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Most things have a good use and a bad one too, but fear generally gets a bad reputation. Usually the feeling of fear is a reflection of your couple of billion years of adaptation to the life your genes’ previous incarnations survived. It’s a reminder to you of dangerous situations that you are involved in at present, especially potentially life-threatening ones. As a rule, with such a long record of success, nature is right and it would be much better for you to obey her advice. Those who didn’t respond to their genetic codes warnings have been eliminated from the gene pool, and have been recycled to other uses. From that point of view we humans should be more careful of dangers than our distant ancestors because of our greater intelligence. There’s no way of knowing, but if our arboreal ancestors were jumping around in trees like monkeys, then I would assume we would develop a good skill for determining the details of just where these kinds of dangers bring on serious accidents.

Our modern human world has few of these kinds of experiences but we still retain an inborn fear of heights. That fear isn’t actually of heights in a linear way. When I was flying I don’t remember the slightest feeling of height anxiety, but when I am up twelve feet high on a wobbly ladder there is a noticeable tenseness that flows throughout my body, a queasy feeling. That is a natural fear, and I can control it and concentrate on fine details of the task at hand, but it usually requires some thought. I came across a literary bit on fear in the book Dune, by Frank Herbert.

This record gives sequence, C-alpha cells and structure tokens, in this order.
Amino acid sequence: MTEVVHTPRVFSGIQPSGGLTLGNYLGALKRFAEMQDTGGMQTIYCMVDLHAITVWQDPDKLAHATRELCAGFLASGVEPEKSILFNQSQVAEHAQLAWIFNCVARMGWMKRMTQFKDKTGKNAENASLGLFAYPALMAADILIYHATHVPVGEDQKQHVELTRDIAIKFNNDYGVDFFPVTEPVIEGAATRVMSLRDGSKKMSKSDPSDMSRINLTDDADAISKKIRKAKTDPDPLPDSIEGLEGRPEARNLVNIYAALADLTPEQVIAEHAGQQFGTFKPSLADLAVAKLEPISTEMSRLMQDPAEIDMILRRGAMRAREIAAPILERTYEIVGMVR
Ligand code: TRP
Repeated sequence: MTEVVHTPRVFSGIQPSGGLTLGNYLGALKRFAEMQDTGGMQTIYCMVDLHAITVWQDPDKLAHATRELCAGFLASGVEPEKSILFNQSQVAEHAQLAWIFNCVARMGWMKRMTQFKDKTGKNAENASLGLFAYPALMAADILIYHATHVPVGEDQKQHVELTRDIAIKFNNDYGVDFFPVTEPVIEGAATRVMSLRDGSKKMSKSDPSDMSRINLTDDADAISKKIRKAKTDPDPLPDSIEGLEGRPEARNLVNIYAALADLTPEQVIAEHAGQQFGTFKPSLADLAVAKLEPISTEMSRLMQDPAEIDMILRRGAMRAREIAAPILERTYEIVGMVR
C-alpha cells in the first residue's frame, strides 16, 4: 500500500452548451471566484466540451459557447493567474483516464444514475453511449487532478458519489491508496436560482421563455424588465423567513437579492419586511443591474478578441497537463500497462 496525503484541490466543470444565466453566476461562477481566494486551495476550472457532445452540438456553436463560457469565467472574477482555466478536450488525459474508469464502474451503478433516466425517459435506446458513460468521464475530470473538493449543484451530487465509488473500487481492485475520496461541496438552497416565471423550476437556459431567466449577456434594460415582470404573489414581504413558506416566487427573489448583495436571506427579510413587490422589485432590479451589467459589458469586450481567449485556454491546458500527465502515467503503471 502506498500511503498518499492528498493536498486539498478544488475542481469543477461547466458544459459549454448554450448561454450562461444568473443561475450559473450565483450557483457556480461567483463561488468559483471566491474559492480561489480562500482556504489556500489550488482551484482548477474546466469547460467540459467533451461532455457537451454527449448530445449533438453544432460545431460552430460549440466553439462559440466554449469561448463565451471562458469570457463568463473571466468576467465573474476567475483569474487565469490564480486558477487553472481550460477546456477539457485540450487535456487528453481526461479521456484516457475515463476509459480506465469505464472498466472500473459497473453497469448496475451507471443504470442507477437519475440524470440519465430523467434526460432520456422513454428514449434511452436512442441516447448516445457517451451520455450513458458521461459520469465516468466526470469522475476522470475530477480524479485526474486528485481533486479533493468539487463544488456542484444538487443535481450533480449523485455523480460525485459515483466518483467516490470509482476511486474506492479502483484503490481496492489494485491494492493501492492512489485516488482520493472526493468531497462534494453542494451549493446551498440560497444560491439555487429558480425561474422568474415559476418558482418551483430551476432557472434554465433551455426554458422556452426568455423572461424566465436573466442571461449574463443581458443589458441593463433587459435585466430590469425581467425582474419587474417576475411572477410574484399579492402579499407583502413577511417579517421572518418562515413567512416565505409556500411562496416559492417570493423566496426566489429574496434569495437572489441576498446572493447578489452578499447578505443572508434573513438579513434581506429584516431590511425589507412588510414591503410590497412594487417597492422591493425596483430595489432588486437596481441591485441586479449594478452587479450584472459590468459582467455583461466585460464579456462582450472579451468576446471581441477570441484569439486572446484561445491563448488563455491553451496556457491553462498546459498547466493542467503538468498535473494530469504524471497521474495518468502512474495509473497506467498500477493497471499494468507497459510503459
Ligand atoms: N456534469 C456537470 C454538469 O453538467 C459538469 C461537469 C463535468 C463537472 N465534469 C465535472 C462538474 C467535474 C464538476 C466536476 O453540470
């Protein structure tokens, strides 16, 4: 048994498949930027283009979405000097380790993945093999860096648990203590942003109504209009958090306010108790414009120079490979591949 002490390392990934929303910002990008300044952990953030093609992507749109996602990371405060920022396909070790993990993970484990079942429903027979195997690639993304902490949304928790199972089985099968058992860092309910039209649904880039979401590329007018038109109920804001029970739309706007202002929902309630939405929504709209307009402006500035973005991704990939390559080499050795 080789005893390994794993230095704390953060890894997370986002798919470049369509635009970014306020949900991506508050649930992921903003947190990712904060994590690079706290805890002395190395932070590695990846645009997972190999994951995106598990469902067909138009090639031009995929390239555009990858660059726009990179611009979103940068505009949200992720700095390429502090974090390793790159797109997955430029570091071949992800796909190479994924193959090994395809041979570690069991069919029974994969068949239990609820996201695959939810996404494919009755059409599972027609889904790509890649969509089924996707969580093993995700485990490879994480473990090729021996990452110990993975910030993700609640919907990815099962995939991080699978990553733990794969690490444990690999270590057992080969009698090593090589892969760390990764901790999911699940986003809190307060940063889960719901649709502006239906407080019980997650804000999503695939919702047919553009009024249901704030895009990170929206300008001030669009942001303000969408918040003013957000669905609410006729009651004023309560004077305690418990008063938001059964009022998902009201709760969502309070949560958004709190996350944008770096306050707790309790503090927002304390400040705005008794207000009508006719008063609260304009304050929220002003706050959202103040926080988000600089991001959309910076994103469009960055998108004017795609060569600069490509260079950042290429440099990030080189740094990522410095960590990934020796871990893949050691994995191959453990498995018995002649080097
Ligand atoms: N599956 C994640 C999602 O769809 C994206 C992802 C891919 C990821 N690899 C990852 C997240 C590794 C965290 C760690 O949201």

I must not fear. Fear is the mind-killer. Fear is the little-death that brings total obliteration. I will face my fear. I will permit it to pass over me and through me. And when it has gone past I will turn the inner eye to see its path. Where the fear has gone there will be nothing. Only I will remain.

Quite frankly I think that is the statement of a person wasting his mind’s energy on the wrong thoughts and those thoughts will frequently precede failure. What winners are doing in the moments before their actions isn’t anything like those glowing words, rather their minds are focused precisely on their immediate goals and they are placing their mind and body into the physical and mental state for interacting with the problems they will encounter. They are looking at where they want to be going and over the next few moments will be automatically adapting their actions to get to where they are looking. Watch gymnasts or ski jumpers or other successful athletes in the seconds just before they do their routine, and you will not hear them reciting the above quotation, nor will they be fearful, they will be focused on what they are doing and doing it right.

Right action requires right thoughts and right training.